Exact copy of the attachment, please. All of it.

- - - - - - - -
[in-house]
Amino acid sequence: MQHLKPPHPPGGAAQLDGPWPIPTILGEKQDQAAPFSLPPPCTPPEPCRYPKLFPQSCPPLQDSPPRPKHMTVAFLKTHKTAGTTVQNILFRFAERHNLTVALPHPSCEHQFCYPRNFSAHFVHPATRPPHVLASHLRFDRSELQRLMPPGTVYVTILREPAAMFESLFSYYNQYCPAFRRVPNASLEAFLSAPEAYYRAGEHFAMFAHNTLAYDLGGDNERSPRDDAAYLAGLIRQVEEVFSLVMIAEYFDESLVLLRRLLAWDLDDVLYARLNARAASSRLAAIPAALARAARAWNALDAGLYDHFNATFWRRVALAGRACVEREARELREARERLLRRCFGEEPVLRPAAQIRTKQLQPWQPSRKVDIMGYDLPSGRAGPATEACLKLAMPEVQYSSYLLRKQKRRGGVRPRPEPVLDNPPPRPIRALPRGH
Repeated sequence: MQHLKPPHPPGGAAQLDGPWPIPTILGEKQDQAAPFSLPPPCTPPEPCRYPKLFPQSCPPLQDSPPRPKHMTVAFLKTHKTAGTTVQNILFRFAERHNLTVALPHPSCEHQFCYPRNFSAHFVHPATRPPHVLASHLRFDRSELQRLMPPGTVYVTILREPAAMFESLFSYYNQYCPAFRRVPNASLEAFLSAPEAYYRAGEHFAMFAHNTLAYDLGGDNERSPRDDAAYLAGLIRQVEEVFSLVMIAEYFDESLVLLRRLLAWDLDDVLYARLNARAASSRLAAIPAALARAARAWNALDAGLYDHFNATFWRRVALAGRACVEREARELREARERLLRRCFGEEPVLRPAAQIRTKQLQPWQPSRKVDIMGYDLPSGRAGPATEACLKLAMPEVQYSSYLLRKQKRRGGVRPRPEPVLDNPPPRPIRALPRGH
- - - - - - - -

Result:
[in-house]
Amino acid sequence: MQHLKPPHPPGGAAQLDGPWPIPTILGEKQDQAAPFSLPPPCTPPEPCRYPKLFPQSCPPLQDSPPRPKHMTVAFLKTHKTAGTTVQNILFRFAERHNLTVALPHPSCEHQFCYPRNFSAHFVHPATRPPHVLASHLRFDRSELQRLMPPGTVYVTILREPAAMFESLFSYYNQYCPAFRRVPNASLEAFLSAPEAYYRAGEHFAMFAHNTLAYDLGGDNERSPRDDAAYLAGLIRQVEEVFSLVMIAEYFDESLVLLRRLLAWDLDDVLYARLNARAASSRLAAIPAALARAARAWNALDAGLYDHFNATFWRRVALAGRACVEREARELREARERLLRRCFGEEPVLRPAAQIRTKQLQPWQPSRKVDIMGYDLPSGRAGPATEACLKLAMPEVQYSSYLLRKQKRRGGVRPRPEPVLDNPPPRPIRALPRGH
Repeated sequence: MQHLKPPHPPGGAAQLDGPWPIPTILGEKQDQAAPFSLPPPCTPPEPCRYPKLFPQSCPPLQDSPPRPKHMTVAFLKTHKTAGTTVQNILFRFAERHNLTVALPHPSCEHQFCYPRNFSAHFVHPATRPPHVLASHLRFDRSELQRLMPPGTVYVTILREPAAMFESLFSYYNQYCPAFRRVPNASLEAFLSAPEAYYRAGEHFAMFAHNTLAYDLGGDNERSPRDDAAYLAGLIRQVEEVFSLVMIAEYFDESLVLLRRLLAWDLDDVLYARLNARAASSRLAAIPAALARAARAWNALDAGLYDHFNATFWRRVALAGRACVEREARELREARERLLRRCFGEEPVLRPAAQIRTKQLQPWQPSRKVDIMGYDLPSGRAGPATEACLKLAMPEVQYSSYLLRKQKRRGGVRPRPEPVLDNPPPRPIRALPRGH